Justice Dept.: No criminal charges for Lois Lerner

Lois Lerner
FILE - This March 5, 2014 file photo shows former Internal Revenue Service (IRS) official Lois Lerner on Capitol Hill in Washington. IRS employees erased computer backup tapes a month after officials discovered that thousands of emails related to the tax agency's tea party scandal had been lost, according to government investigators. (AP Photo/Lauren Victoria Burke, File)

WASHINGTON (AP) — Neither Lois Lerner nor any other IRS official will face criminal charges in the political controversy over the processing of applications for tax-exempt status, the Justice Department announced Friday.

The decision closes a two-year investigation into accusations that stoked outrage among Republicans in Congress, who alleged bias in the tax agency’s treatment of conservative and tea party groups.

In a letter notifying members of Congress of its decision, the Justice Department said that while investigators had found “mismanagement, poor judgment and institutional inertia,” there was no evidence that any IRS employee had targeted a political group based on its viewpoints or obstructed justice.

“We found no evidence that any IRS official acted based on political, discriminatory, corrupt or other inappropriate motives that would support a criminal prosecution,” the letter stated.

A firestorm erupted more than two years ago with the release of an inspector general’s audit that said IRS agents had improperly singled out tea party and other conservative groups for extra scrutiny during the 2010 and 2012 elections. The disclosure set off investigations by the Justice Department and multiple congressional committees, and Republicans routinely pressed FBI and Justice Department officials for updates on the probe — as recently as Thursday — during their visits to Capitol Hill.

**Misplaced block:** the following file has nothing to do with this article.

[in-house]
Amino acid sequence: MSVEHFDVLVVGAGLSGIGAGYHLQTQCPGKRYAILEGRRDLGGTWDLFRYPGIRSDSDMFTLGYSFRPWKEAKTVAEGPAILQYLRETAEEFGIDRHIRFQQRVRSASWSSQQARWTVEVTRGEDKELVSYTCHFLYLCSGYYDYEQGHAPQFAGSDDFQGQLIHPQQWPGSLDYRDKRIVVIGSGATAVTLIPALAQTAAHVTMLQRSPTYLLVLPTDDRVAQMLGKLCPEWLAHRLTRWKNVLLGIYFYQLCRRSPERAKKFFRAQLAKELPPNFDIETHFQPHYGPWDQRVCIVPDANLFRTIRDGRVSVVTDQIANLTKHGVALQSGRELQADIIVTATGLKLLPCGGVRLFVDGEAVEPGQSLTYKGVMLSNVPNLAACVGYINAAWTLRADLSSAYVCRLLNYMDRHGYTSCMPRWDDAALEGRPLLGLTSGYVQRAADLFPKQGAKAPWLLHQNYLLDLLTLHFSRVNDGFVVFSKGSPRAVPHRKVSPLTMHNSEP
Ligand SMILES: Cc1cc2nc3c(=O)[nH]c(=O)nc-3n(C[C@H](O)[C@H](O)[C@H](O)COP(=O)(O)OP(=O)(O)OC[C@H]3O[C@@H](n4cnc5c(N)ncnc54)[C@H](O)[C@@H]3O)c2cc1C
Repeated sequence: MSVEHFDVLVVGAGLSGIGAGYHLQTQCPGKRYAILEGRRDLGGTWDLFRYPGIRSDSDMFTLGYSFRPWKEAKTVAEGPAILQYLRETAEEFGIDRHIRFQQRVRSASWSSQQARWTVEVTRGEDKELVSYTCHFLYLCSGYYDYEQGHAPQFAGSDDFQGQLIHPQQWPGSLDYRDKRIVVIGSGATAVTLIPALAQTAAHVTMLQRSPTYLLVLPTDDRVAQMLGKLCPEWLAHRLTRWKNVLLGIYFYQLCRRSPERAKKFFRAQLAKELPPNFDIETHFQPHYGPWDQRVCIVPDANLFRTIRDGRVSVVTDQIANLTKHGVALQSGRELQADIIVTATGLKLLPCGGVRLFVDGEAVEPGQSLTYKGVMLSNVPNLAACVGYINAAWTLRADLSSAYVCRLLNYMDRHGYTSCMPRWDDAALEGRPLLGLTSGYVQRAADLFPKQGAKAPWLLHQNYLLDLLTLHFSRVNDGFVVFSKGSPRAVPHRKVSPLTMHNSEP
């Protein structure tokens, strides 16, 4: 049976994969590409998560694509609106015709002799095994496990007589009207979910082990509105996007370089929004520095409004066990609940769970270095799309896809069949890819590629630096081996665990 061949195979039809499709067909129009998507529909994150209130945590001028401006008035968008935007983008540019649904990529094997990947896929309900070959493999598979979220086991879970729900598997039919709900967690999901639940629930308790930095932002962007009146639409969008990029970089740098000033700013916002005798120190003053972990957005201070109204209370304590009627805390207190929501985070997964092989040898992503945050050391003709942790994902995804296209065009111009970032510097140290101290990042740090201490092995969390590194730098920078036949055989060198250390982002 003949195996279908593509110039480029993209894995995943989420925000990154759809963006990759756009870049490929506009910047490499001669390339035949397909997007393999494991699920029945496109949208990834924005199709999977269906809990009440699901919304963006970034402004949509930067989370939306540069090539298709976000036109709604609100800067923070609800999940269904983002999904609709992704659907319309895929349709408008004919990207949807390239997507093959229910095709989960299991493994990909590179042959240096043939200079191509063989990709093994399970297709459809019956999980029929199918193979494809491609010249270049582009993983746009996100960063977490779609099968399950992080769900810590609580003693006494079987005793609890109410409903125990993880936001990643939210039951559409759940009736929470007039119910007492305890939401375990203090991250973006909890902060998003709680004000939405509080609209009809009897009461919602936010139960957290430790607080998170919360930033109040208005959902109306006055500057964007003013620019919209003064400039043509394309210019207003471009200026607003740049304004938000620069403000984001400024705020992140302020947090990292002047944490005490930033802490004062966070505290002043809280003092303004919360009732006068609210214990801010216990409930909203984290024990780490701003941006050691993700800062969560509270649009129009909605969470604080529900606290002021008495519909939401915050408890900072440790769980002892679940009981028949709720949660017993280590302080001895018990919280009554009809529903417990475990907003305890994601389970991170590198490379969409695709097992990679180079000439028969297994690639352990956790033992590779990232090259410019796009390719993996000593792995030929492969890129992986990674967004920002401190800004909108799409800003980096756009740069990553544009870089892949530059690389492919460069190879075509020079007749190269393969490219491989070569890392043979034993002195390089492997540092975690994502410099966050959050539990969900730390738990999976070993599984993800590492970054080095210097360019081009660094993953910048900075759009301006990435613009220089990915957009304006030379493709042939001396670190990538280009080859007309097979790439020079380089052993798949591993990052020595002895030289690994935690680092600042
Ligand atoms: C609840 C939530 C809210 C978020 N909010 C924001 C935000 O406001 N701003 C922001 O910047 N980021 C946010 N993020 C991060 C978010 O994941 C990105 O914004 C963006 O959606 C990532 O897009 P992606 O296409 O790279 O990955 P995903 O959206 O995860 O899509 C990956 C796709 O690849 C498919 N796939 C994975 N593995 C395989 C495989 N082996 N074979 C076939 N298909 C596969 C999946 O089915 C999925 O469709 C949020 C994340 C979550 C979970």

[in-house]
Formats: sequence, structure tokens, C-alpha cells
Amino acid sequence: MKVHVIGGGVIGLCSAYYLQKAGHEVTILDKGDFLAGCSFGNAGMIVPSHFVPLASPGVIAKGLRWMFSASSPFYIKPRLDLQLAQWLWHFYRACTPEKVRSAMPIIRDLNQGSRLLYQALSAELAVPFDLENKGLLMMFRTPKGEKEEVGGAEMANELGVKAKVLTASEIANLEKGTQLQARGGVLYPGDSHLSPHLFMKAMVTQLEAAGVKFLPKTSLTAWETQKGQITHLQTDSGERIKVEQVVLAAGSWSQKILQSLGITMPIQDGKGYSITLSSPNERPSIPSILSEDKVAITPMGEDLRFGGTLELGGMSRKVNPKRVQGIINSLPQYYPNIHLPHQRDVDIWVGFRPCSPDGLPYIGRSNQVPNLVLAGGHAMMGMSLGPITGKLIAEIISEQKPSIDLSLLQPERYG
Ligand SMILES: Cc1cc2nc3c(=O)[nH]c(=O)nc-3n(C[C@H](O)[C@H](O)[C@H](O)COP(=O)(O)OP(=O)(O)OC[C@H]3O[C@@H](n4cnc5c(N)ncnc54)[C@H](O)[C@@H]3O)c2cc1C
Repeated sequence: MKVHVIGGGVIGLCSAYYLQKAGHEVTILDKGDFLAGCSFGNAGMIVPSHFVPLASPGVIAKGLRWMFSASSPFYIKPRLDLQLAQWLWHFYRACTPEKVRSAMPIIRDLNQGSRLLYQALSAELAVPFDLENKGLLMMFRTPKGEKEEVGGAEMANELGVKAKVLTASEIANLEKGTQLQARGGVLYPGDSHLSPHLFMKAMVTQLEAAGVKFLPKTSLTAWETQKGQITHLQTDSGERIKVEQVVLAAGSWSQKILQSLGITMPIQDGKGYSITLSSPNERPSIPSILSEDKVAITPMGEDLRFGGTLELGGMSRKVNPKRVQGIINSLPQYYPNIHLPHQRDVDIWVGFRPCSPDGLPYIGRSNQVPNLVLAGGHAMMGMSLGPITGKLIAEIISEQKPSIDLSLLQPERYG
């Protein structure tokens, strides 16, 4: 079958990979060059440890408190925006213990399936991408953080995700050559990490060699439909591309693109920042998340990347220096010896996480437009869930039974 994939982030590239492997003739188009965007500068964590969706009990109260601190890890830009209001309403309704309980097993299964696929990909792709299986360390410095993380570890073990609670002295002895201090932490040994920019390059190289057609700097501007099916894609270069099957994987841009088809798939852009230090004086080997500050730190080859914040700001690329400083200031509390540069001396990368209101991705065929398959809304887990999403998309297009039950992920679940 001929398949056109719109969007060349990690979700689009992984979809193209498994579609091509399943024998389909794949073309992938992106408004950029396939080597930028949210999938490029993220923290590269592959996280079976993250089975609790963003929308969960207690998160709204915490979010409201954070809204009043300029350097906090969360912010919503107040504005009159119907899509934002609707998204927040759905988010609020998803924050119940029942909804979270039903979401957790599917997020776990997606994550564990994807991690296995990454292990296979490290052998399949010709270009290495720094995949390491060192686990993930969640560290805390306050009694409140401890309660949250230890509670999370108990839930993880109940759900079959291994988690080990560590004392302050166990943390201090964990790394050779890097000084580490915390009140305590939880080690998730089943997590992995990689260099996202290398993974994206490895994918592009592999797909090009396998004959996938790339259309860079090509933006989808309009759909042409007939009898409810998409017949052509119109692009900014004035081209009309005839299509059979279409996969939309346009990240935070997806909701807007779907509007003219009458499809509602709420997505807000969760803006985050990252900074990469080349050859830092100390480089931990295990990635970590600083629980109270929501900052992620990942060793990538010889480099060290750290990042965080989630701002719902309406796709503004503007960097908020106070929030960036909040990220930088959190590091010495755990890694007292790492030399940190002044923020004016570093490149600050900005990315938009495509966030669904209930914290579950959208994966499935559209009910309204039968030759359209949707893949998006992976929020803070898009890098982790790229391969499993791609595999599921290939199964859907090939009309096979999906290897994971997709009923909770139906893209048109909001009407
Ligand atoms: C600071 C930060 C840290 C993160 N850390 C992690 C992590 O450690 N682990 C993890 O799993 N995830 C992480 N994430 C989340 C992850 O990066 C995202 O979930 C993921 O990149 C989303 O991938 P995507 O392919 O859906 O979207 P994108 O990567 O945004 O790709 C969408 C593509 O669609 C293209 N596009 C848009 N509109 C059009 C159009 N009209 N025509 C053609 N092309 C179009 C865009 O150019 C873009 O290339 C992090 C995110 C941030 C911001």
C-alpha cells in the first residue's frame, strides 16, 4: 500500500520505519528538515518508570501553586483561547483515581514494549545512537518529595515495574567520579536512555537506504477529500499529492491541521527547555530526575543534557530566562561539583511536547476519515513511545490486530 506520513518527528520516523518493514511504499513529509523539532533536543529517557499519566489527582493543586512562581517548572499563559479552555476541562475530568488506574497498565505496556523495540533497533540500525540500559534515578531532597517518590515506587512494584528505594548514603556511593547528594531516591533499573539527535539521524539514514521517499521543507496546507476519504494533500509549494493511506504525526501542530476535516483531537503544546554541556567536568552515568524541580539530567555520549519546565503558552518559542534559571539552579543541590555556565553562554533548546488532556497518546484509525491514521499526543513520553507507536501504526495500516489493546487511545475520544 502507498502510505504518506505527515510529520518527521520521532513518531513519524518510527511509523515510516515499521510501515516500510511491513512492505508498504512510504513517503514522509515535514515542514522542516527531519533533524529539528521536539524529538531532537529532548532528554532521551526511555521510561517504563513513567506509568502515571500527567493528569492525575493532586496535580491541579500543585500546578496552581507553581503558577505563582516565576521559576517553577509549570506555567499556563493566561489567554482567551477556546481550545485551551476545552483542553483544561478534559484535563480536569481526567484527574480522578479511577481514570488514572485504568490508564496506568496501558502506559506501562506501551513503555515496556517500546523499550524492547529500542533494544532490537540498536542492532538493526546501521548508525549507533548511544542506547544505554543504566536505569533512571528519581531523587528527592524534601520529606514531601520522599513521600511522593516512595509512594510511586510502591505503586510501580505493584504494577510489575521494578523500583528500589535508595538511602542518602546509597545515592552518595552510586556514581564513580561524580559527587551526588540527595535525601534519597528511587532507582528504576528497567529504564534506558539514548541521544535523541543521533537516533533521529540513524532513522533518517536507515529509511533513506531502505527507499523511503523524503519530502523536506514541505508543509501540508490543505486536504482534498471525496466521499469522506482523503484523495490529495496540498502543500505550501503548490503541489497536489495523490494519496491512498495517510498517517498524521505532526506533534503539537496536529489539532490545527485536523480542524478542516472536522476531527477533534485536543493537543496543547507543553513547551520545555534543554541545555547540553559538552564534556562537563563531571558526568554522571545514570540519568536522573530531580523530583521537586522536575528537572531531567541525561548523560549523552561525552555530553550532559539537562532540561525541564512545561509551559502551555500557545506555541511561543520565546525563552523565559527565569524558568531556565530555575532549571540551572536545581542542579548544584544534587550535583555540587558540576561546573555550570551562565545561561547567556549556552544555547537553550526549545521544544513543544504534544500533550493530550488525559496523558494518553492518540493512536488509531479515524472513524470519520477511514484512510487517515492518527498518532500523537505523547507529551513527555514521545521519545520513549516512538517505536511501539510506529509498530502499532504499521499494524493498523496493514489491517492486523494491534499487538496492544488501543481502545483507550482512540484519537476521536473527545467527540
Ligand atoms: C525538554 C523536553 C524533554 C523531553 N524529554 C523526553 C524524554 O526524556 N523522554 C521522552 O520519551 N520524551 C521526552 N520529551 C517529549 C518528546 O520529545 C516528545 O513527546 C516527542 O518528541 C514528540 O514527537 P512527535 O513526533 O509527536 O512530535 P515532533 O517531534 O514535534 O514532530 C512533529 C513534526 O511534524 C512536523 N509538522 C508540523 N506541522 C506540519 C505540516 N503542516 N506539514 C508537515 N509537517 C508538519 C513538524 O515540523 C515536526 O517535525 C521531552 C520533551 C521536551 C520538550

Lerner, who headed the division that processes applications for tax-exempt status at the time and has since retired, became the public face of the controversy. She was held in contempt of Congress by the House of Representatives after she refused to answer questions at two House Oversight Committee hearings.

Federal investigators repeatedly interviewed Lerner and looked into whether she should face charges, particularly after the discovery of emails from her personal IRS account that “expressed her personal political views,” according to the Justice Department letter.

But prosecutors said none of the IRS employees they interviewed suggested that Lerner discriminated against conservatives while on the job. They said that while she used poor judgment to use her IRS account for personal messages, there was no evidence that Lerner had “exercised her decision-making authority in a partisan manner generally.”

Her attorney, William Taylor, did not immediately return a call seeking comment.

Comments are closed.